Yarnell Fire

Monsoon rains hit Prescott hard today, and I thought I should check on the Dosie Fire to see if erosion were occurring.  While there witnessing heavy rain on the ash-blackened landscape, I saw a huge conflagration grow quickly to the south, and alarm bells went off in my head.  I guessed Yarnell was in trouble, so I shot south through Skull Valley.  As I approached Peeple’s Valley, the fire storm was shockingly large.  I suspected the road ahead would be closed by safety personnel, so I took the Ruger Ranch Road and walked through dense chaparral on a ridge to get a viewpoint across Peeple’s Valley.  Sure enough, the road was blocked off a half mile ahead.

Yarnell Hill Fire visible while approaching Peeple's Valley

Yarnell Hill Fire visible from north of Peeple’s Valley

I spent the next hour or two watching this massive fire morph and change like the Balrog in the depths of the mountain in Lord of the Rings.  One minute the wind would be blowing west, then suddenly it would shift south and east.  A north wind nearly blew me off the ridge.

Looking across Peeple's Valley toward Yarnell

Looking across Peeple’s Valley toward Yarnell

My hopes for Yarnell would go up, only to be crashed as the fire turned on a dime and headed toward the town.  Aircraft were doing all they could, but when I saw a string of ambulances heading toward the fire, I suspected the worst.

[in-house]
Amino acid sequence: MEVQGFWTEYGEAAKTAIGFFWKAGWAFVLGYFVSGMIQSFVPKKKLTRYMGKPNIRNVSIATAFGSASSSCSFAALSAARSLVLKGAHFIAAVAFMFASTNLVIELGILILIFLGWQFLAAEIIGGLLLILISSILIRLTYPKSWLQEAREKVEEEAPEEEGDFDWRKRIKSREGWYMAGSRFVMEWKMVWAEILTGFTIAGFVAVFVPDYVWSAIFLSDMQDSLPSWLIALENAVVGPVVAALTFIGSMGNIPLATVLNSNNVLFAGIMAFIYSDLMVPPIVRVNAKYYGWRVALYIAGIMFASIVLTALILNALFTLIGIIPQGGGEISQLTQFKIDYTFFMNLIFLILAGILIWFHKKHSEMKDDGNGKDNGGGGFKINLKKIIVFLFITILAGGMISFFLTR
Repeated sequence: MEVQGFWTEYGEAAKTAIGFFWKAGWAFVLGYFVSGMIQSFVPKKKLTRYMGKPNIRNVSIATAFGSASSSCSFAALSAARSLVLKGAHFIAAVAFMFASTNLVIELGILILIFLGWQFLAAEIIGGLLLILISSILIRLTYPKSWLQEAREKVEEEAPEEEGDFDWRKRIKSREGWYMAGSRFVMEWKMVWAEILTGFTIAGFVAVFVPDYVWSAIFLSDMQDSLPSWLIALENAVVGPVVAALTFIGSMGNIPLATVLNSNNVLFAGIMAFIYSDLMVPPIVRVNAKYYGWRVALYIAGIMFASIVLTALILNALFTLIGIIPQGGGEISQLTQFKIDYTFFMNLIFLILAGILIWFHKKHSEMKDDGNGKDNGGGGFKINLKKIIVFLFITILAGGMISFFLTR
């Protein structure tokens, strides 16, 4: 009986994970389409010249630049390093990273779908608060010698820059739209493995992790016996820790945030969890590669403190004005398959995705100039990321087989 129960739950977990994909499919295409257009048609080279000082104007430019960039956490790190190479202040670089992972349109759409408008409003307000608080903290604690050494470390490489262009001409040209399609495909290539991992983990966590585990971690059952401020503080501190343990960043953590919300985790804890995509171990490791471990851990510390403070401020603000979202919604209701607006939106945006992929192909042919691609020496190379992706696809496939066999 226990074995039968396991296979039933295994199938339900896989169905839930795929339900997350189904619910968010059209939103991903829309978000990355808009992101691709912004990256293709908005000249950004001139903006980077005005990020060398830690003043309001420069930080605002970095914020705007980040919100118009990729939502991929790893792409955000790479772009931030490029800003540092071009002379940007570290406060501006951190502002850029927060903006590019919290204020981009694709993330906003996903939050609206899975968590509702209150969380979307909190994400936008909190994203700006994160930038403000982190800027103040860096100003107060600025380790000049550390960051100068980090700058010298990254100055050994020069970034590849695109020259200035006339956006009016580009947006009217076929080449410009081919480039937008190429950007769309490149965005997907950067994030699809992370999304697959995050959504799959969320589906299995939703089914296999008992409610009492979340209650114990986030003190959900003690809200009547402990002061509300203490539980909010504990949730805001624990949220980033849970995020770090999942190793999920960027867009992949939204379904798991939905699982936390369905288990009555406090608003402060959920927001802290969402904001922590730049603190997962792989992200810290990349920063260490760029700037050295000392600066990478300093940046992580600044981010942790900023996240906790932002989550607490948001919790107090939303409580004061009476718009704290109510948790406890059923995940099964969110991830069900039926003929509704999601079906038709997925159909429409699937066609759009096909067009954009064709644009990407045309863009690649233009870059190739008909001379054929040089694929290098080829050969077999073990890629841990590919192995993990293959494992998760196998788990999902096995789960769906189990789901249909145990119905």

More fire flaring up well west of Yarnell

More fire flaring up well west of Yarnell

When I got home, I got the bad news–19 firefighters dead by the monster, worst fire disaster ever for Arizona.  These were the Granite Mountain Hotshots, the best of the best.  Homes and businesses in Yarnell also destroyed.  There will be time for analysis later, but for now, I grieve with the families, friends, and community members touched by this terrible disaster.

Late day view as fire engulfs Yarnell

Late day view as fire engulfs Yarnell and spreads through the Weaver Mountains


5 thoughts on “Yarnell Fire

    • Mary, you are so right. These are heroes in my mind, but as I reflect upon the tragedy, I am reminded that heroes are rare only because we often do not fully recognize all the sacrifices that people make in any form of public service. We are surrounded by hundreds of heroes, and I hope we can be more aware of that.

  1. Walt,
    I am glad you pulled over on Iron Springs Rd Sunday to say hello. Drop me a line and maybe we could go out one day, share a conversation and views to be captured.
    Great job sharing what you witnessed. Your vantage point was better than mine since I did not actually head down there rather stayed on Iron Springs near Prescott to capture some images of the aftermath of the previous fire.

    • Thanks, Brian. As I said, “Great minds think alike.” I came back through the Dosie Fire area on the way home and saw two deer walking through the blackened landscape. I am working on an essay on that aftermath, though I am tied up in other ways, so may or may not get it done soon. Yes, please keep in touch!

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